World disasters: children exposed to horror images right there on the TV

BAD NEWS: Kinross Wolaroi School psychologist Rebecca Anderson believes parents should monitor what their children watch on TV to maintain their welfare. Photo: LUKE SCHUYLER

BAD NEWS: Kinross Wolaroi School psychologist Rebecca Anderson believes parents should monitor what their children watch on TV to maintain their welfare. Photo: LUKE SCHUYLER

IN the wake of several disasters in the world including the MH17 plane crash, Kinross Wolaroi School psychologist Rebecca Anderson has encouraged parents to limit their children’s exposure to traumatic images in the media.

Mrs Anderson believes over exposure can lead to anxiety, sadness and anger among children and believes parents must be proactive to maintain their children’s welfare.

“I don’t know that it’s about encouraging or discouraging [watching media] but I think we have to acknowledge that young people have amazing access to the media, they’ve got devices and smartphones and can access the media pretty much anytime, anywhere and the idea that they can be sheltered from it is quite naive,” she said.

“A younger child you would really want to be limiting their access to the media, but if your children are watching the news then make sure you are there and if you have the need to know about the news, then do it when the kids aren’t around.”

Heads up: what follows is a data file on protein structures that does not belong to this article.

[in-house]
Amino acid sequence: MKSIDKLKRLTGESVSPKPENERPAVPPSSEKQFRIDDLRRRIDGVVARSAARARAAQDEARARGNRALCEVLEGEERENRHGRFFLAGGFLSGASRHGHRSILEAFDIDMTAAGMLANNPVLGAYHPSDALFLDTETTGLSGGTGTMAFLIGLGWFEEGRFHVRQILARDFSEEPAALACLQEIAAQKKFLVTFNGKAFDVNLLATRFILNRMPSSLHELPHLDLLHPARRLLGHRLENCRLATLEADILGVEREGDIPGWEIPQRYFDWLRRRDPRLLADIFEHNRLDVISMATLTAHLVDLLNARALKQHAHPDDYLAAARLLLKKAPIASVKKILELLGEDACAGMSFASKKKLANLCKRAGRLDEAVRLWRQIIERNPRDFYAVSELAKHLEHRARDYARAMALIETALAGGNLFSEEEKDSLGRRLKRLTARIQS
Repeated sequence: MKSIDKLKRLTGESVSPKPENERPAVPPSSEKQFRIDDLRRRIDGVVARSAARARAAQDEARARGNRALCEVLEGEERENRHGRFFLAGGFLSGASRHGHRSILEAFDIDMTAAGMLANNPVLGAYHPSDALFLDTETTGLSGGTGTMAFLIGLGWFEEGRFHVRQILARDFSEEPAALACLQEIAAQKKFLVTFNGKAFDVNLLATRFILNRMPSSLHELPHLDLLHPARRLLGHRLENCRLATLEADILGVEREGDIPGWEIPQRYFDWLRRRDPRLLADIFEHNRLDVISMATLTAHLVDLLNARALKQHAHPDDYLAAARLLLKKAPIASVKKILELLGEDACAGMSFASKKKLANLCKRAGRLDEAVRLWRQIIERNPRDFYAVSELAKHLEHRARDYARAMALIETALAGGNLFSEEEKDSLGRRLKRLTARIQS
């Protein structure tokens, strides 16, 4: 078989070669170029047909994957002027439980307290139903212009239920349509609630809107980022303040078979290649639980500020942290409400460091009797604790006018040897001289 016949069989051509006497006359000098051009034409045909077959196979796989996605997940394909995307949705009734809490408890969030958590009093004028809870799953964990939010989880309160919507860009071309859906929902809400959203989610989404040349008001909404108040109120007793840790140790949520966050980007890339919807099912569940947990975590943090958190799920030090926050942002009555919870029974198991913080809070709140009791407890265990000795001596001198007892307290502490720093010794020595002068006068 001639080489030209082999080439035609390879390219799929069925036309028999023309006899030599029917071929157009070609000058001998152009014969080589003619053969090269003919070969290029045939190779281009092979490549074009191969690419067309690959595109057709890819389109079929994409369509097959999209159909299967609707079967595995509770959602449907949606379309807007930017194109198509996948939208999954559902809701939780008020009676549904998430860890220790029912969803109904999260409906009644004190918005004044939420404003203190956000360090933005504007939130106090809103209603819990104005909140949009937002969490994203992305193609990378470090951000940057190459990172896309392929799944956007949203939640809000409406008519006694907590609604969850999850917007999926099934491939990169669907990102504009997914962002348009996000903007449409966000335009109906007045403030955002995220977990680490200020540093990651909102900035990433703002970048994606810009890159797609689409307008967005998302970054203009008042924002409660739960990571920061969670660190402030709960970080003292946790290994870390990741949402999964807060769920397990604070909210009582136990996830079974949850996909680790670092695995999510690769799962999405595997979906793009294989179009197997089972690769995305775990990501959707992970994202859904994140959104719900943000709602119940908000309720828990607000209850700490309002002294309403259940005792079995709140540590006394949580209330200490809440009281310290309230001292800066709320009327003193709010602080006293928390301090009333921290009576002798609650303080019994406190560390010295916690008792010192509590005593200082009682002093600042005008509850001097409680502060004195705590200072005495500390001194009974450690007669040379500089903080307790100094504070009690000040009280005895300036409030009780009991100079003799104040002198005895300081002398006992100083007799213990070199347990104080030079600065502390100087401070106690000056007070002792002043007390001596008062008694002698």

Mrs Anderson warned re-watching the same traumatic footage, for example the horror MH17 crash or acts of violence, can potentially cause children to relive the experience. She believes communication and reassurance is vital.

“If the children are exposed to it [traumatic events] then make sure you talk to them, ask them, what have you heard? What questions do you have? And ask them how they’re feeling?” she said.

“The main thing that children will need a lot of the time is reassurance for their own safety, that yes that has happened but however, you are quite safe here.

“Communication is very important.”

Kinross Wolaroi School staff do plenty to combat the impact traumatic media has on students, according to Mrs Anderson.

“As a school of faith we come together as a community to share, pray, support and be together in our sense of connectedness with others who are grieving,” she said.

“School life provides routine and structure which is reassuring for students.”

Parents should monitor their children for signs they are not coping, according to Mrs Anderson. These signs include anxiety, fearfulness, sleeping difficulties, crying and bedwetting.

If children are experiencing these symptoms, parents are encouraged to contact a specialist.

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